When I was four or five years old, my parents took me on the Bluenose ferry, which traveled a narrow stretch of the Atlantic between Maine and Nova Scotia. I was enthralled at first, taking in the warm sun, the brisk wind, the sparkle on each wave as it rose. But that lasted only until my dad and I descended to the dark lower deck where passengers parked their cars. I couldn’t see the sky anymore, and my brain clunked into panic mode as the floor heaved and rolled beneath me. I felt as if my stomach contents might eject any second.
I was so young that I can’t remember if I actually threw up that day. Even so, my Bluenose journey profoundly affected my relationship with boats. For years, I dreaded ocean-going vessels as Orwell’s Winston Smith dreaded rats. Certain associations—the smell of diesel, the rolling horizon, the stained orange life jackets—are still enough to provoke a sense of unmooring that’s as psychological as it is physical.
Seasickness arises from a fundamental contradiction. Fluid movement in the inner ear tells the brain the body is moving, but the eyes perceive a near-stationary scene inside the boat. It’s these conflicting sensory messages that lead to malaise. The sensory confusion certain poisons create has long induced vomiting in humans, which makes evolutionary sense: If you ingested something toxic, you’d want to get rid of it as quickly as possible. One motion-sickness theory holds that this is why motion-related sensory confusion also throws your stomach into reverse gear.
The high seas don’t poison you, of course, but the important thing is that your brain reacts as if they do. After my Bluenose debacle, I read Roald Dahl’s memoir Boy, in which Dahl described in loving detail how seasick he got when he crossed the North Sea to visit relatives in Norway. I returned to this chapter repeatedly, with morbid fascination. I loved to travel, but what if that meant days of curling up on deck and vomiting over the rails? It seemed too great a sacrifice. (I didn’t know then that explorers like Charles Darwin and Roald Amundsen had suffered terrible seasickness.)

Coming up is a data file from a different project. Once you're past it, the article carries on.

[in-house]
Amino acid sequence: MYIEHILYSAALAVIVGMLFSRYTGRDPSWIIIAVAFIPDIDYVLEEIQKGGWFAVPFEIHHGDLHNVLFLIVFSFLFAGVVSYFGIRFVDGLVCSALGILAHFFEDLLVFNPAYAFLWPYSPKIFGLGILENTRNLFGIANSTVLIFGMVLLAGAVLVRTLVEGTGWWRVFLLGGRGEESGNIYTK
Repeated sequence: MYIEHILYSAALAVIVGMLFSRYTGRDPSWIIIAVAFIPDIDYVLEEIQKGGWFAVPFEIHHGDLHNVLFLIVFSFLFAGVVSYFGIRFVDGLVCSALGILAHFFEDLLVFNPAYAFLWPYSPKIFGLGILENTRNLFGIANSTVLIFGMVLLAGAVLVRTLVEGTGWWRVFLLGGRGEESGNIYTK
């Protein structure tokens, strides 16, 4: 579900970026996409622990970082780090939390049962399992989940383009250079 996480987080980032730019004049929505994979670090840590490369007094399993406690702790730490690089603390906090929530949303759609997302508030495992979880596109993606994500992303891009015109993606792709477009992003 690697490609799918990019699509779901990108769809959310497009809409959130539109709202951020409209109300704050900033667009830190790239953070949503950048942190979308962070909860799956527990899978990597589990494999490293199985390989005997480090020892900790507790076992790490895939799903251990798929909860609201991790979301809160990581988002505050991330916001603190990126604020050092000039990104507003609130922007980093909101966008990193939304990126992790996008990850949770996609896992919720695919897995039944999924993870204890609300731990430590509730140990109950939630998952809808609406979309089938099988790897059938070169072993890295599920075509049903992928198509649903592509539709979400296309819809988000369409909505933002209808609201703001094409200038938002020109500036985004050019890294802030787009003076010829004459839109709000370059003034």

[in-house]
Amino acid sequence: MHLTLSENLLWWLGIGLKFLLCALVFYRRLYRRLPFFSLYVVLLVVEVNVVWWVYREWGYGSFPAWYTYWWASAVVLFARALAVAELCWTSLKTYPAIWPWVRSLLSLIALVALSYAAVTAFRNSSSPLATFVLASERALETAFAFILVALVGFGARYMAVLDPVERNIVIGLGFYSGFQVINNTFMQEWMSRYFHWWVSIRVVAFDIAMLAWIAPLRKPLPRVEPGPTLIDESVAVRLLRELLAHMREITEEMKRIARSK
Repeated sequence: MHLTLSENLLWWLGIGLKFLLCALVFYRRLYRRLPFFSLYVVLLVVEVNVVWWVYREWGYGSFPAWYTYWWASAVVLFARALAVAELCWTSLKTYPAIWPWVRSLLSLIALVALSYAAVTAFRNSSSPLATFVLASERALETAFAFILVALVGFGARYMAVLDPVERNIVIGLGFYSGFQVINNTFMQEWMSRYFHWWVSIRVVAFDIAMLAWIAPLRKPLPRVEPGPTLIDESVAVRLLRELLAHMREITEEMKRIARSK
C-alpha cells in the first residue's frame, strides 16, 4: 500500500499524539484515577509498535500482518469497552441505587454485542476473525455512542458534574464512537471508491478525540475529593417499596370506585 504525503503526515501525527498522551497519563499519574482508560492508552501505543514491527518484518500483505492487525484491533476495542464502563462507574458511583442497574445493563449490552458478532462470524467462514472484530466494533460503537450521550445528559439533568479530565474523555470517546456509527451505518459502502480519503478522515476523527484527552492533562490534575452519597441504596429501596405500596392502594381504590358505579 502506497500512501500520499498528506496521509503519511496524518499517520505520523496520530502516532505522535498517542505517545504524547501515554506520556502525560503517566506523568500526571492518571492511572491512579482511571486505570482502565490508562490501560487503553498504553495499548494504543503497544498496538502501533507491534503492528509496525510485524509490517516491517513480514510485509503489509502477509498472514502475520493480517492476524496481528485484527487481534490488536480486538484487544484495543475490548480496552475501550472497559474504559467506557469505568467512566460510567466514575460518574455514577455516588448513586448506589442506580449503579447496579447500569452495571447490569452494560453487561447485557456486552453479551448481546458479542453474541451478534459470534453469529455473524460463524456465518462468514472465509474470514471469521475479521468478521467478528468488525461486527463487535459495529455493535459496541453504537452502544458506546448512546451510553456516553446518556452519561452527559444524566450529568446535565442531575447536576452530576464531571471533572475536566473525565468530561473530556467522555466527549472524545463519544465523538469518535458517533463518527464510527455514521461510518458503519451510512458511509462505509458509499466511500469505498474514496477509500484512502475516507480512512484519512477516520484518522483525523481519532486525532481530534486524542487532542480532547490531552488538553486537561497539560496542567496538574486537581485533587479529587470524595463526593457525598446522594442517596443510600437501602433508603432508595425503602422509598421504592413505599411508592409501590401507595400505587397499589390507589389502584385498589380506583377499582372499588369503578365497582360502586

But my seasickness anxiety wouldn’t peak until years later, when I learned I had to take a long overnight ferry ride from Italy to Greece. The day before we left port, we made a day-long stop on the Italian isle of Capri. Instead of basking in the sun and browsing the local markets with my mother and grandmother, I huddled under a cafe table, clenching my jaw as bear’s-tooth cramps gripped my midsection.
Once on board, I gave up all thought of sleeping in my airless berth as the smell of exhaust permeated the boat. I spent much of the trip standing stiffly at the rail, thinking of my sort-of boyfriend and singing Monica’s “For You I Will” (“I will cross the ocean for you…”) over and over. My fear seemed more bearable when I pretended it was a sacrifice on someone else’s behalf.
I’ve mellowed somewhat since then and have taken longer boat trips around San Francisco Bay and the Galapagos, though my eyes strayed often toward the horizon, that stomach-steadying influence. My unease feels so visceral when I board a boat, but really, I think it comes from being way too cerebral. It comes from the inner questions that rattle like deck bolts: Will I lose control over my faculties, my dignity? Will I encounter something so awful, so uncomfortable, that I won’t be able to handle it?
This month, my work will take me on a dream trip to the Solomon Islands. I’ll be on a sailboat for a week. My goal isn’t to avoid getting seasick per se, though I certainly won’t complain if I remain yak-free (and I’ll be bringing medication with me, naturally). If I do get sick, though, I plan to let it happen—let whatever wants to come up come up, as they say. I could glue my eyes to the horizon out of fear and a need for control, but it would mean shutting out everything around me: the animated voices of the crew, the smell of salt spray, the brilliant close-up hues of coral polyps. Living through discomfort, I’m finding, isn’t nearly as corrosive as dreading its arrival.
Elizabeth Svoboda is a science writer in San Jose, CA, who contributes to outlets like Aeon, Sapiens, and the Washington Post. She is also the author of What Makes a Hero: The Surprising Science of Selflessness. When she is not writing, she’s reading, chasing her young boys, or arranging decorative gourds.
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